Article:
Social Dynamics and Climate Change

Posted on November 6th, 2015 by Jessica Wentz
 1 comment  

Last week, the University of Paris 1 Panthéon-Sorbonne hosted an official COP21 side event: Social Dynamics and Climate Change. The conference was commissioned by the French government to provide an interdisciplinary perspective on the social and institutional changes that will be needed to mitigate and adapt to global climate change. Several representatives from the Sabin Center attended the program as part of our Alliance Program—a joint venture between Columbia University and three prestigious French institutions (Panthéon-Sorbonne, Sciences Po, and the École Polytechnique).

The conference brought together experts from a diversity of disciplines to examine both the transformative effect of climate change on societies and the innovative measures that will be needed to de-carbonize our economies and prepare for the impacts of climate change. Specialists in law, economics, geography, philosophy, art, and other subjects provided complementary perspectives on topics such as energy governance, urban regeneration, green growth, adaptation and vulnerability, climate justice, and the political economy of climate change. Keynote speakers included Klaus Töpfer, former Executive Director of UNEP and former German Federal Minister for the Environment, and Carlo Carraro, Vice-Chair of the WGIII of the IPCC and Chancellor of the University of Venice.

Teresa Parejo-NavajasOne of the key themes that emerged from this discussion was that we cannot rely on the private sector to deliver an adequate response to climate change—robust laws and policies must underpin the transition to a sustainable and carbon-neutral future. For example, in a panel on energy transitions, the speakers uniformly recognized that government intervention (e.g., subsidies, publicly-funded research, and regulation) is necessary for the de-carbonization of the energy sector. Teresa Parejo-Navajas, a former visiting scholar at the Sabin Center, spoke on the panel, describing various legal approaches to promoting energy efficiency in existing buildings, comparing the most important measures developed in both the EU and in the US. Her paper on the subject is available here.Mike Burger Paris

Many speakers also highlighted the nexus between climate change and social justice, and the importance of accounting for the disparate impacts of climate change on those who are least responsible for and most vulnerable to these impacts. Michael Burger, Executive Director, spoke on a panel that was dedicated to the topic of “climate justice” and the role of courts in the pursuit of such justice. He discussed some of the litigation tactics that have been used to advance climate justice in the U.S., and in particular, recent attempts to use the public trust doctrine to compel government action on climate change. Summaries of these cases are available on our U.S. climate change litigation chart.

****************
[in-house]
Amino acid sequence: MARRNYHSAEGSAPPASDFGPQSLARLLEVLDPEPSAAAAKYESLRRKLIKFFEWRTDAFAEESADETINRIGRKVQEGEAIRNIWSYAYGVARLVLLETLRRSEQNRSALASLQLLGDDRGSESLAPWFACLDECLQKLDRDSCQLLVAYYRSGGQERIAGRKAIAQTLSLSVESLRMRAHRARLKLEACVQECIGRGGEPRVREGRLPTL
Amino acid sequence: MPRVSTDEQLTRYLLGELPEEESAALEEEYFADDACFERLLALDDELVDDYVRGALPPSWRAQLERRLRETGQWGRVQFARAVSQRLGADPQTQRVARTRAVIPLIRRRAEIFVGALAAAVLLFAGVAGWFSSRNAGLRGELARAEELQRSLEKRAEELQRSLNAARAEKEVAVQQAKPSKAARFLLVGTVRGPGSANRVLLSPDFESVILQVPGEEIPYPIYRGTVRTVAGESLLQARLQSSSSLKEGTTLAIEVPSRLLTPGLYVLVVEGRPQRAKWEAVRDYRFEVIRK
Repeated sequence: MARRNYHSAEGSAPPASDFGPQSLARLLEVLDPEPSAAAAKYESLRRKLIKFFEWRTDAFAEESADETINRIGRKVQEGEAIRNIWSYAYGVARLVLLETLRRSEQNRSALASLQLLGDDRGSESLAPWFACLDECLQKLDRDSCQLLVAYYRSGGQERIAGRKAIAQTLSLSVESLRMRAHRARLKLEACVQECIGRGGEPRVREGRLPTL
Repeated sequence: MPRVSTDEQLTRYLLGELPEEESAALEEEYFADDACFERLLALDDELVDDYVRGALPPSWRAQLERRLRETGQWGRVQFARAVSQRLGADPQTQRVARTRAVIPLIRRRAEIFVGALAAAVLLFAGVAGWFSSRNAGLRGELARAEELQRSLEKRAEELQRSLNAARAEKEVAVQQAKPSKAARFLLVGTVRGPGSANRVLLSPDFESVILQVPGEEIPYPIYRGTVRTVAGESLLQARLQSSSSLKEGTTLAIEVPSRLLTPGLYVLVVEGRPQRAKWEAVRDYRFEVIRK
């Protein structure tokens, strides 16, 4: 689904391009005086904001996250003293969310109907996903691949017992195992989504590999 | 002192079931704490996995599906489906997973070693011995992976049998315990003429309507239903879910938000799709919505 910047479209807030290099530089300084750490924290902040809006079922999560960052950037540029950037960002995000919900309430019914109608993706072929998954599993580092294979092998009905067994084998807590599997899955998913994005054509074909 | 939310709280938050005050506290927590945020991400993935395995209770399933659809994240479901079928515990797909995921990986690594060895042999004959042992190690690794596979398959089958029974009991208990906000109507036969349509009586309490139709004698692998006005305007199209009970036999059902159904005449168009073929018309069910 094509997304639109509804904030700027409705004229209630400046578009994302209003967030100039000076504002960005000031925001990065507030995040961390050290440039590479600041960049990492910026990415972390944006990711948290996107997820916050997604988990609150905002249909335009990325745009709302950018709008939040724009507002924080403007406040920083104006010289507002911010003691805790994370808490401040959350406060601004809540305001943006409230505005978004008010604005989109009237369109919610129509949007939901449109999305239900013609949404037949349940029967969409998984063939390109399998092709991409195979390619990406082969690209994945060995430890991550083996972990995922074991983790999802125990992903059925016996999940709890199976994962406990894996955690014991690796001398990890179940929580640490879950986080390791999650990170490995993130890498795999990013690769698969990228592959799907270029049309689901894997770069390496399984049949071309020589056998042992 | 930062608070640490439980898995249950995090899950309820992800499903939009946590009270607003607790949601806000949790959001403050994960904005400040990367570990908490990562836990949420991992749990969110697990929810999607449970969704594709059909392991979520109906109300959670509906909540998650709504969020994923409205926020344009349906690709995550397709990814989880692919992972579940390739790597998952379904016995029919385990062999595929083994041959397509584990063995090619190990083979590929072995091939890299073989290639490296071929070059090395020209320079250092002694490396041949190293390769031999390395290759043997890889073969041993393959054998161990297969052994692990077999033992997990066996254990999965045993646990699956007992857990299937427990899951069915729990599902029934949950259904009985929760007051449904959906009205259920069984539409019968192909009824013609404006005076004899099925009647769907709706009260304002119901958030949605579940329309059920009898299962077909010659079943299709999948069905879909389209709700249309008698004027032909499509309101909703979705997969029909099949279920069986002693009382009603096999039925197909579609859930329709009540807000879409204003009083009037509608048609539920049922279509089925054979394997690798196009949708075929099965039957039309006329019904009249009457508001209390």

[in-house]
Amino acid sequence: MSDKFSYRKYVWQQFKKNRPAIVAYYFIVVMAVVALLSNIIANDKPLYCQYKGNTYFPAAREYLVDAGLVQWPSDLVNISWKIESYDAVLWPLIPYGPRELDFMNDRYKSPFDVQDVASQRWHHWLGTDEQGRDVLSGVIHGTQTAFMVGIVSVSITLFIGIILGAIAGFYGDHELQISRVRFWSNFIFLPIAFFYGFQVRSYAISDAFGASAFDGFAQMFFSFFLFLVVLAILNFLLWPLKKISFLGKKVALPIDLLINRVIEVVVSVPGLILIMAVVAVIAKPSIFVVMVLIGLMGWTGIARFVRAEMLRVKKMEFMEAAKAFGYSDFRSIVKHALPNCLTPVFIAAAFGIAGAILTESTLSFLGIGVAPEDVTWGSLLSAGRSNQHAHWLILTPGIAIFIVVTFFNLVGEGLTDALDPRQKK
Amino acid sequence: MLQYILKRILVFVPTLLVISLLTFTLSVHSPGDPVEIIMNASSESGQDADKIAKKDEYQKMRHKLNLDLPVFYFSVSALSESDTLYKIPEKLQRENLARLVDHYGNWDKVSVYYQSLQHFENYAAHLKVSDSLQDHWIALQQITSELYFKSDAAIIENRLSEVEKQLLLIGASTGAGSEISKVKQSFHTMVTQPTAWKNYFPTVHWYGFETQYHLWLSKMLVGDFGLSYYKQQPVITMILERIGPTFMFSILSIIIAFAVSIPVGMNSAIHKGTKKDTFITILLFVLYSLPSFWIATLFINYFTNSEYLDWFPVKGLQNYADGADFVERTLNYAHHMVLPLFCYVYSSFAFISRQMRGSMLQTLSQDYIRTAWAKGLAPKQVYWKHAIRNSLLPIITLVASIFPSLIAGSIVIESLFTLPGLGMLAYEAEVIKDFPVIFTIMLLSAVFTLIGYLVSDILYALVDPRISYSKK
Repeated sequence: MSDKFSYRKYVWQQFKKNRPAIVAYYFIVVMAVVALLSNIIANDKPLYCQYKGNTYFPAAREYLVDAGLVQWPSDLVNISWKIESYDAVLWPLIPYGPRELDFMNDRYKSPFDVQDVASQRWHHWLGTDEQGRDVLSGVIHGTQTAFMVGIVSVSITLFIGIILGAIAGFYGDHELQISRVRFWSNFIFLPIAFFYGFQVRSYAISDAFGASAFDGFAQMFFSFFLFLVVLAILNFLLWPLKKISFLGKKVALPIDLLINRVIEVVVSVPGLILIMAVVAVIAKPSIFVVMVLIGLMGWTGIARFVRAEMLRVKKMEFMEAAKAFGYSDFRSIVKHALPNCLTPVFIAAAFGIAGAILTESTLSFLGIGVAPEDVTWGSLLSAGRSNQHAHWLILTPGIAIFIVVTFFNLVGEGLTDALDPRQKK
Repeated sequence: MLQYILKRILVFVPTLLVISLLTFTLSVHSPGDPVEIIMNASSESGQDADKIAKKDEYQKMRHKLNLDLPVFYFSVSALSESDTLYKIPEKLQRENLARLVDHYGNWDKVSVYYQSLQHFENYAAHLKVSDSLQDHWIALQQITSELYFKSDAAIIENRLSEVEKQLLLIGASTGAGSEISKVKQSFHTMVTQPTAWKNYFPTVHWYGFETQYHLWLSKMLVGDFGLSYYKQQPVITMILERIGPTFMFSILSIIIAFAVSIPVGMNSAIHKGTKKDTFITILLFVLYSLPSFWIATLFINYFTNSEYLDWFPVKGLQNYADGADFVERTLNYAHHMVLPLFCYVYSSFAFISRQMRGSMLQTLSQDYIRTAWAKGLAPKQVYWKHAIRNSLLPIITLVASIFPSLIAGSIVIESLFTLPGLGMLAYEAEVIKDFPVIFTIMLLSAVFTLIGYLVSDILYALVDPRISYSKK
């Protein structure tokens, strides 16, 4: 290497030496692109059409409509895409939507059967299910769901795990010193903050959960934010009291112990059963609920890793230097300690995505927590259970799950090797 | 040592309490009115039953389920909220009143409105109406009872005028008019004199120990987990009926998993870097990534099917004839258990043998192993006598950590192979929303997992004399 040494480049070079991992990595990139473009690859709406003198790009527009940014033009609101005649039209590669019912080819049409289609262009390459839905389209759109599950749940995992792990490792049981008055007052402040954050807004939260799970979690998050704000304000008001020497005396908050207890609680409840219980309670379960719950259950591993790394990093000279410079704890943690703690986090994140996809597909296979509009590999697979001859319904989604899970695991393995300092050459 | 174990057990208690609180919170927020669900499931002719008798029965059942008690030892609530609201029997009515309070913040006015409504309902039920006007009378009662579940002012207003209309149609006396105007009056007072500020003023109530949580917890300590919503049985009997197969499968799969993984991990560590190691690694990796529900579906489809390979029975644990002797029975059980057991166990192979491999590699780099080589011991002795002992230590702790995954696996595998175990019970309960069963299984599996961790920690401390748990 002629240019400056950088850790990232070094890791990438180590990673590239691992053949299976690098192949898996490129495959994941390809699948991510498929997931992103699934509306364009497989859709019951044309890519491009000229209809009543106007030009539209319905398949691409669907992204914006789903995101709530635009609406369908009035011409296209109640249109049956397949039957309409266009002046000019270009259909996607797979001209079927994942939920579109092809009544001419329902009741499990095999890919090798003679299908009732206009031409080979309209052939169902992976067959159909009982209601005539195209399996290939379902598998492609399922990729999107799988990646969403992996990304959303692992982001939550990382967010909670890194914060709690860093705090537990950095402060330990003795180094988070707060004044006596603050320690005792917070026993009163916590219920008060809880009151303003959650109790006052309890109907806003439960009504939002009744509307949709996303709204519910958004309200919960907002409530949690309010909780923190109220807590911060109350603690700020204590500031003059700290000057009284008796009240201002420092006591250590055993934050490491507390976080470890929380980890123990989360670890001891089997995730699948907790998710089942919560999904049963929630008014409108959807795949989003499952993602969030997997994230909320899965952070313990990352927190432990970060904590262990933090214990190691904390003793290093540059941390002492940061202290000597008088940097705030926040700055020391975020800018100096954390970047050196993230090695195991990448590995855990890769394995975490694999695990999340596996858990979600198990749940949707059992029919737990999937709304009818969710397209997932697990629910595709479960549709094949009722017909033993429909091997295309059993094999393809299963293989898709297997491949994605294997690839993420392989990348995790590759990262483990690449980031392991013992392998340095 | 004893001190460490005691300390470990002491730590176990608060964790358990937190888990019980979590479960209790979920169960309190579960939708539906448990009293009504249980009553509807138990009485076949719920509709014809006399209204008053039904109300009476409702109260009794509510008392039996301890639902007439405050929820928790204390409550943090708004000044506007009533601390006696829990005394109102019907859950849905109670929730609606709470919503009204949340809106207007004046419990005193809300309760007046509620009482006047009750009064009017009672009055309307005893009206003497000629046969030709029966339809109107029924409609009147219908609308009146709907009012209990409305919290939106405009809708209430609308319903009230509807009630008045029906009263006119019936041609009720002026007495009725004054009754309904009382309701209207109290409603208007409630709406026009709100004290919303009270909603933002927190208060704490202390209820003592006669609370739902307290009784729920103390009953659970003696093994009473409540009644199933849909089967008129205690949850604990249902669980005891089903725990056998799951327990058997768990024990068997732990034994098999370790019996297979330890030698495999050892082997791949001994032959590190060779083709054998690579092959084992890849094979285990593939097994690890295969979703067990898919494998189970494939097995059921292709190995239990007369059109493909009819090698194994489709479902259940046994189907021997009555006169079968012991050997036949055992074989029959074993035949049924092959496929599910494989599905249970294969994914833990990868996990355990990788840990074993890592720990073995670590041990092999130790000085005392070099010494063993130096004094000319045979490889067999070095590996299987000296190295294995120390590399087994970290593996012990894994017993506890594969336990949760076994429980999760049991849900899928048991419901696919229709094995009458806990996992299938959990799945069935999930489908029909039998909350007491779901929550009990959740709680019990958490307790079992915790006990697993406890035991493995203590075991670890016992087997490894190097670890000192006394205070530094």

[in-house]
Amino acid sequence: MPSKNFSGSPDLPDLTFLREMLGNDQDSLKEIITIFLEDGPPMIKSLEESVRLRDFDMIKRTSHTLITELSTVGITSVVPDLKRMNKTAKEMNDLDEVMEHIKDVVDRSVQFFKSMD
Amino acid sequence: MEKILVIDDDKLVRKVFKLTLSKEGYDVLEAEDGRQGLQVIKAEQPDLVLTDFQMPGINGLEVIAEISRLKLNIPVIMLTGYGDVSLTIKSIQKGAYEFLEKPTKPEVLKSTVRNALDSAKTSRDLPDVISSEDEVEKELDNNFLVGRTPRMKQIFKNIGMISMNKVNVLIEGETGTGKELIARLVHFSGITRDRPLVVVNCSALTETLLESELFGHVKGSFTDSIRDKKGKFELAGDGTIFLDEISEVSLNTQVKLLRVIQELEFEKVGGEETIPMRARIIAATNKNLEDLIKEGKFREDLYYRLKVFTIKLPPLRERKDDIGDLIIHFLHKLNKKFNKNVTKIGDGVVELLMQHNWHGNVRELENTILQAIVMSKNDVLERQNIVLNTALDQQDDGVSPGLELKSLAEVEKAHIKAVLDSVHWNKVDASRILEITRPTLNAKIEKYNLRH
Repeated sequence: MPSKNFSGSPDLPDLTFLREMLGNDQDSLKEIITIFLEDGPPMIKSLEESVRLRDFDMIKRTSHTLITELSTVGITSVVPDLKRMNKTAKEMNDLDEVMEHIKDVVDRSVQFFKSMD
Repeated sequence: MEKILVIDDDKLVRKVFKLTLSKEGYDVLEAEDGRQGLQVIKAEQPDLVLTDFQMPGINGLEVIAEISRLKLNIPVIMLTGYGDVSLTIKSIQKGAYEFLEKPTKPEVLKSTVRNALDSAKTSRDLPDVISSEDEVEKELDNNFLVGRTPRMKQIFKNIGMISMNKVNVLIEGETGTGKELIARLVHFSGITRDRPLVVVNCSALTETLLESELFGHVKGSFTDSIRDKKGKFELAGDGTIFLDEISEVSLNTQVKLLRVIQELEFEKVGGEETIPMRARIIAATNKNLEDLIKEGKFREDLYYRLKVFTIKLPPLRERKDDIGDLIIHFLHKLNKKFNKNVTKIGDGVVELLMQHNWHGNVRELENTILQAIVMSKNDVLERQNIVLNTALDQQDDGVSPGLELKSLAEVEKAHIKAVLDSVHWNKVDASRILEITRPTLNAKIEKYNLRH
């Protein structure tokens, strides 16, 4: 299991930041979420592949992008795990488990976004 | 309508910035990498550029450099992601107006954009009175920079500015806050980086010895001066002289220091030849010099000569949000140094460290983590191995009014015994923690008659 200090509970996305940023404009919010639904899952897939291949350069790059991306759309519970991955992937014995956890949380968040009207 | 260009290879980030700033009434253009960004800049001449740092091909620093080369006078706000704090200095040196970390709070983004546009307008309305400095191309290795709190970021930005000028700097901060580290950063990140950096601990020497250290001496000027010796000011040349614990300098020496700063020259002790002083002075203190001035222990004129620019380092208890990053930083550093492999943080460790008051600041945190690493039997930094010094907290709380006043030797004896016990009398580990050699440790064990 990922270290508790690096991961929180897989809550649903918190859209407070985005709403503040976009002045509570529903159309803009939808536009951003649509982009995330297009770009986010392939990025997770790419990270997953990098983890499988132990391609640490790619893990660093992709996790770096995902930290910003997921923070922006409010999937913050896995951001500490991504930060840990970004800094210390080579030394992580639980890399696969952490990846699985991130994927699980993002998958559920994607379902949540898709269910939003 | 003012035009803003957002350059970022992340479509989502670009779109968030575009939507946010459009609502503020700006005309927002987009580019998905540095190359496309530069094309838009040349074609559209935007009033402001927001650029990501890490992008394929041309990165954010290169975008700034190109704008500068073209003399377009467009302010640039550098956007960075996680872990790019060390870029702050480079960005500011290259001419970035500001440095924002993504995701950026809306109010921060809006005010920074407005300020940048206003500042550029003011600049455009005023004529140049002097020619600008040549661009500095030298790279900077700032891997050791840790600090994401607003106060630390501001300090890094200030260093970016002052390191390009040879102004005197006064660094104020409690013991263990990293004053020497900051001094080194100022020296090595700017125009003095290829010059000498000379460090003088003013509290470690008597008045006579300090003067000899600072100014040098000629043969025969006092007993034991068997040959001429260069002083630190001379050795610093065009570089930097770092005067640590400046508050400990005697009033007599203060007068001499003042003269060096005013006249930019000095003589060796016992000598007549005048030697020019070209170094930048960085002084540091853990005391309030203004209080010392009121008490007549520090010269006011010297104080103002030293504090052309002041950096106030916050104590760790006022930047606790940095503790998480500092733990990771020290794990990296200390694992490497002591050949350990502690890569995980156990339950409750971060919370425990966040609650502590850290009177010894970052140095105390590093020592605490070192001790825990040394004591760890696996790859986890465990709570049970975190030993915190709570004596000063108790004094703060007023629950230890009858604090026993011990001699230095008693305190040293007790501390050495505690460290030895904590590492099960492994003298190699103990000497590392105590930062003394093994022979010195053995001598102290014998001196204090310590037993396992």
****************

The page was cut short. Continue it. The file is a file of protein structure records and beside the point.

The issue of change-induced displacement and migration was another topic that received attention at the conference. A panel was convened to discuss empirical research on how climate change may affect patterns of displacement and migration, as well as possible responses from the international community. Jessica Wentz, Associate Director, discussed recent proposals for the creation of a Climate Change Displacement Coordination Facility within the UNFCCC Wentz Parisand the potential functions that this facility could fulfill. A paper on this subject is available here.

Several speakers provided a broader perspective on the potential outcomes for COP21. Scott Barrett, a professor at Columbia’s School of International Public Affairs, expressed skepticism about the efficacy of the current approach of “volunteerism” within the UNFCCC (wherein the Parties make national commitments for GHG reductions that are then monitored by the Secretariat). He suggested that governments should focus less on cooperation and more on coordination with respect to technological solutions, such as the development of carbon air capture technologies.